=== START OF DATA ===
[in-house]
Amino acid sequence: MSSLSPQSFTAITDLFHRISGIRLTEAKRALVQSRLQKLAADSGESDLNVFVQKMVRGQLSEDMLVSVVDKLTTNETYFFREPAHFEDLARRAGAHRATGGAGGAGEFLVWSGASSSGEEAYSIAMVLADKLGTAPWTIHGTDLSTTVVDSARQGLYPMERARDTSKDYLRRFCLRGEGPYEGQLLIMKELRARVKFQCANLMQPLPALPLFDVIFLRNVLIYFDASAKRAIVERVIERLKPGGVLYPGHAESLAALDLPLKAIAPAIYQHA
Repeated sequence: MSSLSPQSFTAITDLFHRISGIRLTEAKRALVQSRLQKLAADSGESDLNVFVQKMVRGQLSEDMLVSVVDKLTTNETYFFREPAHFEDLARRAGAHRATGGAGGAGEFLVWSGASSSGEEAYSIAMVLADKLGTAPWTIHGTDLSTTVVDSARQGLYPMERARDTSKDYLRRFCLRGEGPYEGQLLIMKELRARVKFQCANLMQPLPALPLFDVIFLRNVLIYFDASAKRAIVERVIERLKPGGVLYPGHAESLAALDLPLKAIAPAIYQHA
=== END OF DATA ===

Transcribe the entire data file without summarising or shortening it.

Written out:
[in-house]
Amino acid sequence: MSSLSPQSFTAITDLFHRISGIRLTEAKRALVQSRLQKLAADSGESDLNVFVQKMVRGQLSEDMLVSVVDKLTTNETYFFREPAHFEDLARRAGAHRATGGAGGAGEFLVWSGASSSGEEAYSIAMVLADKLGTAPWTIHGTDLSTTVVDSARQGLYPMERARDTSKDYLRRFCLRGEGPYEGQLLIMKELRARVKFQCANLMQPLPALPLFDVIFLRNVLIYFDASAKRAIVERVIERLKPGGVLYPGHAESLAALDLPLKAIAPAIYQHA
Repeated sequence: MSSLSPQSFTAITDLFHRISGIRLTEAKRALVQSRLQKLAADSGESDLNVFVQKMVRGQLSEDMLVSVVDKLTTNETYFFREPAHFEDLARRAGAHRATGGAGGAGEFLVWSGASSSGEEAYSIAMVLADKLGTAPWTIHGTDLSTTVVDSARQGLYPMERARDTSKDYLRRFCLRGEGPYEGQLLIMKELRARVKFQCANLMQPLPALPLFDVIFLRNVLIYFDASAKRAIVERVIERLKPGGVLYPGHAESLAALDLPLKAIAPAIYQHA